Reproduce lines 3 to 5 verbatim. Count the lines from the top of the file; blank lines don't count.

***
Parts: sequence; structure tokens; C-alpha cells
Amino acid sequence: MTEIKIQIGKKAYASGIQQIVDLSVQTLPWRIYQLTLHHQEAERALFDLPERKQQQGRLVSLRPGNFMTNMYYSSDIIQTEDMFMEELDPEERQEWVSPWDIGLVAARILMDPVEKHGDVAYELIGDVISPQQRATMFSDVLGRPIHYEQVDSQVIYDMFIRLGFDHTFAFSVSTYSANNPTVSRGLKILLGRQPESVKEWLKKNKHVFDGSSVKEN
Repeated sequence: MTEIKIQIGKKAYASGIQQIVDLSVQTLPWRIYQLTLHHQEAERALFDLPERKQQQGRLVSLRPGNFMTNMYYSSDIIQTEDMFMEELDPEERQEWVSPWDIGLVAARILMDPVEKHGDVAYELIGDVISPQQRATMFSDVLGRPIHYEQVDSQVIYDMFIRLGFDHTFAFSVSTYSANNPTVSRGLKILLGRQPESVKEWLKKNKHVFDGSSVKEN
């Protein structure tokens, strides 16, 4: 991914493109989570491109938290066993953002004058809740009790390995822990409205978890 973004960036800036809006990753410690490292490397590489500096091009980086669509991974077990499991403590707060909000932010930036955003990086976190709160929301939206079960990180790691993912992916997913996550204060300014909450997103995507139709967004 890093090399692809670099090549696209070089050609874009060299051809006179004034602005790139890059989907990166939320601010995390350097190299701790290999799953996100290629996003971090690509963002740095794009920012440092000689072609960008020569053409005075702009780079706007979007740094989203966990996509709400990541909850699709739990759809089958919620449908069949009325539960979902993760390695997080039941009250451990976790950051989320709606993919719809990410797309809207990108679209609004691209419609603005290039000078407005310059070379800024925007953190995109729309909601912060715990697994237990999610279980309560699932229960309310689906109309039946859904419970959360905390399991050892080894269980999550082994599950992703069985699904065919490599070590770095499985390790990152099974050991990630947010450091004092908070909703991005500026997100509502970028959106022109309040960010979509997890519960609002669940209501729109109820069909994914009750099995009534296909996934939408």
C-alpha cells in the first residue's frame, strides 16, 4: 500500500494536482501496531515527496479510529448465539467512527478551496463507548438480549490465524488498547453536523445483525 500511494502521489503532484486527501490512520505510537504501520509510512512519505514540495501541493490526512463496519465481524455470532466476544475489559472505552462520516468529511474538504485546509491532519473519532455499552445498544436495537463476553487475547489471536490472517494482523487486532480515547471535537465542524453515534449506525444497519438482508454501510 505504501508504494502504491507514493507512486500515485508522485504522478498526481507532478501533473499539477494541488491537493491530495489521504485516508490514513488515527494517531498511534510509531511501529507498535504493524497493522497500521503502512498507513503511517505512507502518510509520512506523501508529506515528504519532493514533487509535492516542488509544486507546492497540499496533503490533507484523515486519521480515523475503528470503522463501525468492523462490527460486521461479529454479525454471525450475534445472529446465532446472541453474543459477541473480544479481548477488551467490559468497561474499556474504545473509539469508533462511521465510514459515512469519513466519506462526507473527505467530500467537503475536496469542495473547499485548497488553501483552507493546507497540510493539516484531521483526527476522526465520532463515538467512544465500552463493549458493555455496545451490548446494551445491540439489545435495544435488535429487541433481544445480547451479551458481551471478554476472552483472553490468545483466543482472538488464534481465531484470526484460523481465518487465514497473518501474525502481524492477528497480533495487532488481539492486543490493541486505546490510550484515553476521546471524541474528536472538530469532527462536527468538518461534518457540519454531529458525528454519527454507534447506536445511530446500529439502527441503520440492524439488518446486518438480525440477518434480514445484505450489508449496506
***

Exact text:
Repeated sequence: MTEIKIQIGKKAYASGIQQIVDLSVQTLPWRIYQLTLHHQEAERALFDLPERKQQQGRLVSLRPGNFMTNMYYSSDIIQTEDMFMEELDPEERQEWVSPWDIGLVAARILMDPVEKHGDVAYELIGDVISPQQRATMFSDVLGRPIHYEQVDSQVIYDMFIRLGFDHTFAFSVSTYSANNPTVSRGLKILLGRQPESVKEWLKKNKHVFDGSSVKEN
């Protein structure tokens, strides 16, 4: 991914493109989570491109938290066993953002004058809740009790390995822990409205978890 973004960036800036809006990753410690490292490397590489500096091009980086669509991974077990499991403590707060909000932010930036955003990086976190709160929301939206079960990180790691993912992916997913996550204060300014909450997103995507139709967004 890093090399692809670099090549696209070089050609874009060299051809006179004034602005790139890059989907990166939320601010995390350097190299701790290999799953996100290629996003971090690509963002740095794009920012440092000689072609960008020569053409005075702009780079706007979007740094989203966990996509709400990541909850699709739990759809089958919620449908069949009325539960979902993760390695997080039941009250451990976790950051989320709606993919719809990410797309809207990108679209609004691209419609603005290039000078407005310059070379800024925007953190995109729309909601912060715990697994237990999610279980309560699932229960309310689906109309039946859904419970959360905390399991050892080894269980999550082994599950992703069985699904065919490599070590770095499985390790990152099974050991990630947010450091004092908070909703991005500026997100509502970028959106022109309040960010979509997890519960609002669940209501729109109820069909994914009750099995009534296909996934939408």
C-alpha cells in the first residue's frame, strides 16, 4: 500500500494536482501496531515527496479510529448465539467512527478551496463507548438480549490465524488498547453536523445483525 500511494502521489503532484486527501490512520505510537504501520509510512512519505514540495501541493490526512463496519465481524455470532466476544475489559472505552462520516468529511474538504485546509491532519473519532455499552445498544436495537463476553487475547489471536490472517494482523487486532480515547471535537465542524453515534449506525444497519438482508454501510 505504501508504494502504491507514493507512486500515485508522485504522478498526481507532478501533473499539477494541488491537493491530495489521504485516508490514513488515527494517531498511534510509531511501529507498535504493524497493522497500521503502512498507513503511517505512507502518510509520512506523501508529506515528504519532493514533487509535492516542488509544486507546492497540499496533503490533507484523515486519521480515523475503528470503522463501525468492523462490527460486521461479529454479525454471525450475534445472529446465532446472541453474543459477541473480544479481548477488551467490559468497561474499556474504545473509539469508533462511521465510514459515512469519513466519506462526507473527505467530500467537503475536496469542495473547499485548497488553501483552507493546507497540510493539516484531521483526527476522526465520532463515538467512544465500552463493549458493555455496545451490548446494551445491540439489545435495544435488535429487541433481544445480547451479551458481551471478554476472552483472553490468545483466543482472538488464534481465531484470526484460523481465518487465514497473518501474525502481524492477528497480533495487532488481539492486543490493541486505546490510550484515553476521546471524541474528536472538530469532527462536527468538518461534518457540519454531529458525528454519527454507534447506536445511530446500529439502527441503520440492524439488518446486518438480525440477518434480514445484505450489508449496506